This paper explores the potential of big data, such as those compiled by the Google Books project, to inform the dominant theories of the firm that tend to be grounded on strong assumptions about the capitalist nature of the modern society. Combining the novel methodologies of the digital age with Niklas Luhmann's theory of functional differentiation, we draw on big data-driven abductive reasoning to redirect the attention of management scholars away from the dominant contract-based and competence theories of capitalist firms toward organizations navigating the regime of functional differentiation, which is marked by contingent and historically evolving prominence of individual function systems. We conclude that this navigation requires appropriate strategic management tools which are no longer primarily geared to the economic function system but rather entail a radical reconfiguration of the firm as a multifunctional organization.
Seeking to advance a big data approach to social theory, Roth et al. (2017) applied the Google Ngram Viewer toexplore the way the evolution of the function systems of the modern society is reflected in the Google Bookscorpus. The authors produced a highly counterintuitivefinding that the modern Western societies cannot beadequately described as capitalist. In order to respond to the controversies raised by thisfinding, the presentarticle replicates Roth et al. (2017) study while using a superior plotting software that allows to control the riskthat keyword strength can be biased due to the neglect of keyword quantity. Covering the English-, French-, and German-language corpora, the present replication effort has confirmed the existence of distinct trends exhibitedby the individual function systems, such as secularization, the persistent dominance of the political system, andthe relatively lesser role of the economic system. These results are largely consistent with those of Roth et al.(2017) and thus lend credence to the authors’sceptical assessment of the validity of the capitalist semantics. The article concludes by pleading for the routinization of big data-driven checks of the modern social theories.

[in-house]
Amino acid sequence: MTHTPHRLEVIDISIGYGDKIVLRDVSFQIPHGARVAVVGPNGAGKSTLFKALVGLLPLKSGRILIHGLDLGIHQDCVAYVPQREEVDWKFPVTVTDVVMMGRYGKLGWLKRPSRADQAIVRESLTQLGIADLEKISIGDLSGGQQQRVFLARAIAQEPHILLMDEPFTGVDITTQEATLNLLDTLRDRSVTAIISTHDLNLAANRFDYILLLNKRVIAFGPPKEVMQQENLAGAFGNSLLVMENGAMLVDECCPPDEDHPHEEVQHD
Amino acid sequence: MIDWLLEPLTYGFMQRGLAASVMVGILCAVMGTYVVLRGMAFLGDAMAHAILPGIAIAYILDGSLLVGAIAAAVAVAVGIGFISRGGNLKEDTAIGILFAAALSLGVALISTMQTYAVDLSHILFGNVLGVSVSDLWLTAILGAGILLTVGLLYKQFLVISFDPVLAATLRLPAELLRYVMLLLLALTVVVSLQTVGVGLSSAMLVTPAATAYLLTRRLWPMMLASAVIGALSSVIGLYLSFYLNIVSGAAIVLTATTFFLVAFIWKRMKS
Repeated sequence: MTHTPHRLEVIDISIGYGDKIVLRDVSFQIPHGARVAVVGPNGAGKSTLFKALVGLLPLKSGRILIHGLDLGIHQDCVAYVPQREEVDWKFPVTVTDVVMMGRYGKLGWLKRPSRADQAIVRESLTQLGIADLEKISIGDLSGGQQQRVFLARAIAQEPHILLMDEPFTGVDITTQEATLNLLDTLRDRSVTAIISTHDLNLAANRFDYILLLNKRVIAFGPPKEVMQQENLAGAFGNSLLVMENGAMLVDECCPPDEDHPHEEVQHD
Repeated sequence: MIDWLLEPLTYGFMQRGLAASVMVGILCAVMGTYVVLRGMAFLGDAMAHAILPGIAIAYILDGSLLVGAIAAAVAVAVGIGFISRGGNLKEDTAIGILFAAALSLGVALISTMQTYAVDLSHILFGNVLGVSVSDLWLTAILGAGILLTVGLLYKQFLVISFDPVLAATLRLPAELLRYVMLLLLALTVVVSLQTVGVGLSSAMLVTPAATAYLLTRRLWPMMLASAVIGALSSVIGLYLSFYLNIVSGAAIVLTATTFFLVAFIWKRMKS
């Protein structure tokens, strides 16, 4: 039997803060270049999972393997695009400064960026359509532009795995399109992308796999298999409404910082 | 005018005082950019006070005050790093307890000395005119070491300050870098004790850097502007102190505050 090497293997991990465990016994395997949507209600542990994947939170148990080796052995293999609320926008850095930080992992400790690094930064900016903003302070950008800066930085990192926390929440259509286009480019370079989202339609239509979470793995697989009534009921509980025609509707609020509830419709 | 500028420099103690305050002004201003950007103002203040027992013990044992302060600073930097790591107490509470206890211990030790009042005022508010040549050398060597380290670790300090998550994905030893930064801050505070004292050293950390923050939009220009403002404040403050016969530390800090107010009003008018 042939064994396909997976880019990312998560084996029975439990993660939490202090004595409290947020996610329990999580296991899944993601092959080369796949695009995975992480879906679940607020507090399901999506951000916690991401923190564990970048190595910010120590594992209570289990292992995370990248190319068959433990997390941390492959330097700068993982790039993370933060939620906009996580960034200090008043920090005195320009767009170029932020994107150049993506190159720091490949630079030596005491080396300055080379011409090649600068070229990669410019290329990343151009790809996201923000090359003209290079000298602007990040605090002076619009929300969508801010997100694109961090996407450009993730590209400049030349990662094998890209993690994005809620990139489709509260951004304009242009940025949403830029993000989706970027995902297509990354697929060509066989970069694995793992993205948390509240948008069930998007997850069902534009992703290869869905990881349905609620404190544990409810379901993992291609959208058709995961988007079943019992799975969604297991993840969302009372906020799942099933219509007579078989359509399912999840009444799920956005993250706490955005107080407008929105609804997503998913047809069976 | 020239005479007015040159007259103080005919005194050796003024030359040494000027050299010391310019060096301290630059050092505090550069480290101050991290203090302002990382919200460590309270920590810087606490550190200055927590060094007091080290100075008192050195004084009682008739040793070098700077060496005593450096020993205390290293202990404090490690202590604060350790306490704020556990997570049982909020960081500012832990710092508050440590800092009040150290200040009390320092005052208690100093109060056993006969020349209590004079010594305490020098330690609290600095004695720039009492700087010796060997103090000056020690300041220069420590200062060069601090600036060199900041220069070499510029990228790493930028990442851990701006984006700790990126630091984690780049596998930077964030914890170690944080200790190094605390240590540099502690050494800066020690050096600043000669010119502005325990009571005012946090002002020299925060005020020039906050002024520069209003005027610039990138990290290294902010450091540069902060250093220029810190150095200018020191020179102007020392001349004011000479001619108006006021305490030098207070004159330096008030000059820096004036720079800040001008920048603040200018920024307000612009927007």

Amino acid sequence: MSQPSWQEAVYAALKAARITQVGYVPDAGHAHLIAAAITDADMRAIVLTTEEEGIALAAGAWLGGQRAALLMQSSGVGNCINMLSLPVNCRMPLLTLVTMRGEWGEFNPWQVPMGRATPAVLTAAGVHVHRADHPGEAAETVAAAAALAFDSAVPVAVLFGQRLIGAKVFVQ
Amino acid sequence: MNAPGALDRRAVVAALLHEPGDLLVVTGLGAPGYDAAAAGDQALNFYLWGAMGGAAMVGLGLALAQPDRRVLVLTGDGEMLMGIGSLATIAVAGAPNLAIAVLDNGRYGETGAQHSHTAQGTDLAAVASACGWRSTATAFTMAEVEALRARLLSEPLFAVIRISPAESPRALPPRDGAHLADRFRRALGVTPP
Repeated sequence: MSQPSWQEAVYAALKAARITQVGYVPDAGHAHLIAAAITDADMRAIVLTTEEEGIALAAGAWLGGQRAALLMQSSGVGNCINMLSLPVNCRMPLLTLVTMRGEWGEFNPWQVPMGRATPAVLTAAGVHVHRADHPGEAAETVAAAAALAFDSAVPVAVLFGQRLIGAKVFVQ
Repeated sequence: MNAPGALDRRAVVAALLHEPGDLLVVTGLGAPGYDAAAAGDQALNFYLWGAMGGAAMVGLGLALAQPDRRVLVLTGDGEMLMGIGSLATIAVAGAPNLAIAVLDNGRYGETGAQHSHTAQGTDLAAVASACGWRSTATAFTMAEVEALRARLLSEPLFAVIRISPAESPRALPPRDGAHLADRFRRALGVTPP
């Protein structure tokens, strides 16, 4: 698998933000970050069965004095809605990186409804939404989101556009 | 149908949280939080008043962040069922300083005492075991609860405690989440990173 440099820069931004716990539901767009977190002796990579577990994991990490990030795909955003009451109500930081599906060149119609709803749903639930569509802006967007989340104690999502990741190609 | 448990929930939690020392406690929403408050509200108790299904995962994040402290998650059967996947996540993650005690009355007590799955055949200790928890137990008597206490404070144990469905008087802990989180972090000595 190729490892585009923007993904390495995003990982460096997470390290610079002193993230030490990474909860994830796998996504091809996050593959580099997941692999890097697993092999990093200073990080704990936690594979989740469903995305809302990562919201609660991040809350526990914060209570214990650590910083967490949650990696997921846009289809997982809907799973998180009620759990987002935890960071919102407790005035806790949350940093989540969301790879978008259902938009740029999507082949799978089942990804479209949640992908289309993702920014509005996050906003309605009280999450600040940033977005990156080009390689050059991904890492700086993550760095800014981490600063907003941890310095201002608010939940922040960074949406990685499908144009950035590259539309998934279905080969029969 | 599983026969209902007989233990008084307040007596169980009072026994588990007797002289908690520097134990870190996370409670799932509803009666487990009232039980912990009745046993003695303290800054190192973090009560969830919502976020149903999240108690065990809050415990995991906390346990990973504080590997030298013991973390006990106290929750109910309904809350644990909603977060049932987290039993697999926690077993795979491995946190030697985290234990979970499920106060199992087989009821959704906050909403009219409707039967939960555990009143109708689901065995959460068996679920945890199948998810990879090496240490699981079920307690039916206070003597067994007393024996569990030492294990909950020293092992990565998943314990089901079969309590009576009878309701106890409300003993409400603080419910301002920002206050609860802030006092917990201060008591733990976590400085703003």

Highlights • Foresights and futures studies depend on the adequacy of our knowledge of the present and the past. • Big data evidence suggests that the English language area was not capitalist between 1800 and 2000. • Popular social macro trend statements ought to be regularly scrutinised so as to reduce the risk that inadequate trend assumptions are projected into the future. Abstract: As foresights and futures studies depend on the pertinence of our knowledge of the present and the past, this article tests whether the English language area may be adequately described as secularised and capitalist between 1800 and 2000. We are using the Google Ngram Viewer to chart and interpret time series plots of combined frequencies of pertinent keywords in the largest Internet book corpus, the Google Books corpus. The results suggest that the English language area is a secularised, politicised, scientificised, and ultimately also mediatised language area which has never been dominated by the economy. We conclude that the sample period may not be characterised as capitalist if we associate capitalism with any form of over-average importance or even dominance of the economy and suggest that popular social macro trend statements be regularly turned from implicit assumptions into explicit research questions so as to reduce the risk that inadequate trend assumptions are projected into the future.